State health officials on Friday reported 222 new cases of COVID-19, marking a new peak in daily increases for both the state and Tulsa County.
The triple-digit spike brought the total confirmed number of infections to 7,848 since early March. The daily report from the Oklahoma State Department of Health provided no information that might explain the increase.
The last peak of new daily cases for the state was April 4, when 171 new cases were reported.
Health officials reported that 71 of the new confirmed cases occurred in Tulsa County, topping the previous high single-day total of 65.
Tulsa Health Department investigations indicate that the latest outbreak is linked to indoor gatherings where large groups of people congregate for prolonged periods. However, the investigation continues.
The latest peak occurred as Whirlpool Corp. officials revealed additional cases at their Tulsa plant; as protesters sustain demonstrations against police brutality; and as people’s behavior changes during Phase 3 of Gov. Kevin Stitt’s plan to remove COVID-19-related restrictions.
Tulsa Health Department Director Bruce Dart, in a prepared statement, expressed concerns about large, prolonged indoor gatherings.
“It is imperative that anyone who chooses to host or attend a gathering take the steps to stay safe. If you are sick or think you have been exposed to someone with COVID-19, stay home,” said Dart. “The bottom line is that the more people an infected individual interacts with and the longer that interaction lasts, the greater the risk for spreading COVID-19 becomes.”
When asked about the rise in cases, the governor’s office issued a written statement saying Oklahoma has “quadrupled our state’s testing capacity over the last month and as a result have seen an all-time low in our percentage of positive cases at 3.7%.
“We are closely monitoring and deploying resources to communities with recent increases in COVID-19 cases, and Governor Stitt strongly encourages Oklahomans to take precautions to protect themselves and follow the guidance of contact tracers or health officials to quarantine or isolate if they are exposed.
“With more than 80 free testing locations and a robust hospital surge plan still in place, Oklahoma is in a strong position to confront this virus until there is a vaccine.”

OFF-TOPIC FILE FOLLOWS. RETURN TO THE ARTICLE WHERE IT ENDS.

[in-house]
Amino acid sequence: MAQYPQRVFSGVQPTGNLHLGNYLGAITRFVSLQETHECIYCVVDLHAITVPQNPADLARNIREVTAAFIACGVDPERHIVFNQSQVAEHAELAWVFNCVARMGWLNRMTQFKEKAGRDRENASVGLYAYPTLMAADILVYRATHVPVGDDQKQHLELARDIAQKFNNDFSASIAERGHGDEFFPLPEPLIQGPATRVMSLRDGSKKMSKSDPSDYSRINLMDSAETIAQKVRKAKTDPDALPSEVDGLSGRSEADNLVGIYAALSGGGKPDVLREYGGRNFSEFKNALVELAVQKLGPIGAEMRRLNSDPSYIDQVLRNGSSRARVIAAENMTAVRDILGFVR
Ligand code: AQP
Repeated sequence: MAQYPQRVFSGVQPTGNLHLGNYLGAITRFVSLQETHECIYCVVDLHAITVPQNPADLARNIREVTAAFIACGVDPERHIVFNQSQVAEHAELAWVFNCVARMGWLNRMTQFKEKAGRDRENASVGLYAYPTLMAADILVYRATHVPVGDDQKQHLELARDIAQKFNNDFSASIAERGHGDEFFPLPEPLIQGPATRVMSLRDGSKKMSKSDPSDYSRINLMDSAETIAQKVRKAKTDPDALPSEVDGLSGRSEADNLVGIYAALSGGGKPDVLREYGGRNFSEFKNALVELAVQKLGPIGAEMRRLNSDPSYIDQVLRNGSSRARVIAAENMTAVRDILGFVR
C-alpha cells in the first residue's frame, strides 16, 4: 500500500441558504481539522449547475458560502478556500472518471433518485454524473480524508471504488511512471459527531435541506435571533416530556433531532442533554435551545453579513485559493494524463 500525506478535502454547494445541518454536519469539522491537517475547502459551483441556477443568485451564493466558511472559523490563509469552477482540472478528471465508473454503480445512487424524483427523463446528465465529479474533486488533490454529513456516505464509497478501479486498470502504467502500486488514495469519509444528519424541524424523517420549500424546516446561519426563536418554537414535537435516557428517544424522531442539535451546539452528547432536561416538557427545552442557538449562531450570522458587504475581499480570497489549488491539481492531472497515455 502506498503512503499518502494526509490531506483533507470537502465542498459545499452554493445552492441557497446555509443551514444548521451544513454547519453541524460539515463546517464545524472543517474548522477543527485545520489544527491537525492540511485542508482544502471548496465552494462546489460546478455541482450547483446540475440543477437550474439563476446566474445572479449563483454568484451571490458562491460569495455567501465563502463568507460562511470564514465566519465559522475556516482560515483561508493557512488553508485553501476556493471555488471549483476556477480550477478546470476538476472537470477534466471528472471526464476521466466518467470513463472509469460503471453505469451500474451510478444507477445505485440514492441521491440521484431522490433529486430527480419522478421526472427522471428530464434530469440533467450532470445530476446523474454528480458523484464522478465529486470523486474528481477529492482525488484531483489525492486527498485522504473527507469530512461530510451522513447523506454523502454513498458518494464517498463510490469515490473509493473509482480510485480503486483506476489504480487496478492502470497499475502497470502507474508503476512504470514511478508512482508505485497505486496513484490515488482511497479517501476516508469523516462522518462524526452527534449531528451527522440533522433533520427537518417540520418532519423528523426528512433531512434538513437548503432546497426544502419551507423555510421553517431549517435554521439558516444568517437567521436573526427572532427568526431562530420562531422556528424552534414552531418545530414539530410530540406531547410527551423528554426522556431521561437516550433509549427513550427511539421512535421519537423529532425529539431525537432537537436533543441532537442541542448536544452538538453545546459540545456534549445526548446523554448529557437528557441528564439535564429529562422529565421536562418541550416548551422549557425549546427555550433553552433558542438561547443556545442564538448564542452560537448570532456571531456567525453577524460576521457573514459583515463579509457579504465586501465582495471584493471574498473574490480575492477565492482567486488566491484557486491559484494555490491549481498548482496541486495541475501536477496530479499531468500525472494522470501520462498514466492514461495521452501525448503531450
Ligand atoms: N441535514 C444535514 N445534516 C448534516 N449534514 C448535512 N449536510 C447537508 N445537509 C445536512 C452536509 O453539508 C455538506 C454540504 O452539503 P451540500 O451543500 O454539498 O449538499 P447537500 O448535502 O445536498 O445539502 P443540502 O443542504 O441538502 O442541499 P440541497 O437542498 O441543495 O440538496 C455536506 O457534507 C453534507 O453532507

Concerns remain for greater transmission of the deadly disease in light of President Donald Trump’s plan to rally support for his 2020 election campaign, which is slated for June 19 in Tulsa at the BOK Center.
Tulsa County’s four-day average number of new cases has doubled from its previous peak in April. The four-day average for new cases reported Friday was 62. The peak before this week was 31 on April 3-4.
Two weeks ago, the county’s four-day average number of new cases was 14.
Tulsa Mayor G.T. Bynum said the increase in cases was expected as the state continued to reopen.
“As restrictions have been lifted through a phased approach in our state, more and more people are going back to work and returning to some modified sense of normalcy in the midst of this pandemic,” Bynum said in a prepared statement.
“The key to maintaining safety is the capacity of our local health care system. I continue to maintain close communication with the leadership of our hospital systems in Tulsa,” he said. “While we monitor that capacity, none of us should lose sight of this: COVID-19 is still here. Wearing masks, washing our hands frequently and practicing social distancing are all things I’m practicing — and I encourage all Tulsans to do the same to help protect our community.”
Hospitalizations and death statistics tend to lag behind new case counts. As of Friday, state health officials reported that 154 people were hospitalized due to the disease.
In addition to the peak in COVID-19 cases, state health officials also reported that two more people have died from the disease.
Both were men older than 65: a man from Muskogee County and a man from Comanche County, according to health department data.
Prevention of COVID-19’s spread remains the overall goal to reduce strain on hospitals and save lives. Prevention methods include social distancing, home isolation, face coverings and enhanced hygiene.
Public health officials started recommending in early April that people wear cloth face coverings to help prevent the disease’s spread. The recommendation is not to prevent the wearer from contracting the virus but to help prevent the wearer from unknowingly spreading it.
COVID-19 has an incubation period of two days to two weeks, during which time a person may be contagious but not have symptoms.
Social distancing means staying out of group or congregate settings, avoiding mass gatherings and maintaining a distance of at least 6 feet from others.
Interactive graphic: See number of active COVID-19 cases by county
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